“We did the first round in the CUE One Hour Endurance championship because it was local. I co-drove with the son of the guy who engineered my car.

“I loved the amount of track time we got, because a driver is never going to say ‘no’ to more track time and I just really enjoyed the challenge, really enjoyed the strategy, the thrill of not just going ballistic.

“It was definitely a step up.”

Outside of motor sport, Miller is a qualified journalist. He started out writing for a national karting magazine in Australia. When the subject of payment came up, however, Miller realised he would have to gain a qualification and he subsequently obtained a degree in journalism.

Now he works on a freelance basis covering touring cars for Motor Sport News and says he would “love” to try his hand at commentating. Training as a journalist, though, has benefited him as a racing driver, he says.

“It’s helped out an awful lot with the motor sport, as a lot of the guys behind the wheel don’t really know how to deal with the media and we need to work with the media to get the most out of it.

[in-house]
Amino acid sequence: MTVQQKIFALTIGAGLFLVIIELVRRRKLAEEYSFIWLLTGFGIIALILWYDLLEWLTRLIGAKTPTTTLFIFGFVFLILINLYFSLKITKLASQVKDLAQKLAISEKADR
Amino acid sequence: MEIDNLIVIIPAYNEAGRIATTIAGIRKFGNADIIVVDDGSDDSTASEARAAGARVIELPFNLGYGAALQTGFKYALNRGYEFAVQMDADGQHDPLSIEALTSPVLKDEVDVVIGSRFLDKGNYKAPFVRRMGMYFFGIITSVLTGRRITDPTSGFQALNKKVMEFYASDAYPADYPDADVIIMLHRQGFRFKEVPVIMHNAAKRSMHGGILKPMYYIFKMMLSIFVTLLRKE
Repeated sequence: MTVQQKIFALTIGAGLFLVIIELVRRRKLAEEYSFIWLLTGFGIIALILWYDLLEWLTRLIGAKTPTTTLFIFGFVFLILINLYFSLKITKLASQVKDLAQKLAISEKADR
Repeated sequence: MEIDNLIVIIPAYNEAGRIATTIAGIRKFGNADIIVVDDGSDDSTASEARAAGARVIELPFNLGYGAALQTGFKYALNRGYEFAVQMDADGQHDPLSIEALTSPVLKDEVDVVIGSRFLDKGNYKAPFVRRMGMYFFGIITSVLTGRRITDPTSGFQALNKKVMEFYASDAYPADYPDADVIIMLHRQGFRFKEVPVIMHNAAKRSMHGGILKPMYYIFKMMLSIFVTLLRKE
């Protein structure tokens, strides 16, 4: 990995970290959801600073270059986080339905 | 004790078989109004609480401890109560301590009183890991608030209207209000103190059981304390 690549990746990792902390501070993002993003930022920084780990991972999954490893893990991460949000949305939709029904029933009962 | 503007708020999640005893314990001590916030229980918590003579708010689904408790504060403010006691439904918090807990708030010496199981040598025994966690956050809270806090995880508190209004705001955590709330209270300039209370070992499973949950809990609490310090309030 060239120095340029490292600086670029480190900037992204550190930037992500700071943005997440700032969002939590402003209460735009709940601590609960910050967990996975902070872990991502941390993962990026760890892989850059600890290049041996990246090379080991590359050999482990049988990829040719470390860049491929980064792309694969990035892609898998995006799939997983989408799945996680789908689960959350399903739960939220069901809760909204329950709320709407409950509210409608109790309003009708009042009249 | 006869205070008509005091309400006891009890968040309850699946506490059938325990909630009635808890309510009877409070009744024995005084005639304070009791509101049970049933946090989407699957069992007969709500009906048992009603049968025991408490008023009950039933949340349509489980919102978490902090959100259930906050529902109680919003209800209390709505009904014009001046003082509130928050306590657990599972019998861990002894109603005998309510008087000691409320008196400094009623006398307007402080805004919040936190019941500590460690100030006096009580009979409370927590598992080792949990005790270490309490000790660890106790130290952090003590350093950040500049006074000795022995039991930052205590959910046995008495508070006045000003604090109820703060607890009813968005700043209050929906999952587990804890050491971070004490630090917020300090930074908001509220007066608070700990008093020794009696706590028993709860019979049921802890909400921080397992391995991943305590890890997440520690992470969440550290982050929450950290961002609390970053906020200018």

“So being on both sides of the fence, it’s given me a real appreciation of both elements.”

Like his fellow countryman Mark Webber did in the mid-90s, last year Miller moved over to the UK to race.

Driving Druids at Brands

His first taste of competition was meant to be the Britcar 24 hour race. But two weeks before he was due to fly out the team had an accident with the car and he was out of the race before he had even turned a wheel.

Fortunately, GT3 driver James Walker – who has provided a lot of managerial support in finding drives – was on hand and helped secure him a drive in the final Renault Clio Cup race of 2011 at Brands Hatch, which he describes as “proper competition and the real deal.”

At this point, it dawned on Miller that he had to make a sacrifice with another of his exploits out of racing.

Long since he took up racing, Miller has been a dancer. He is four times an Australian Irish Dance Champion and he climbed the professional ranks, finishing 11th in the 2007 World Championships.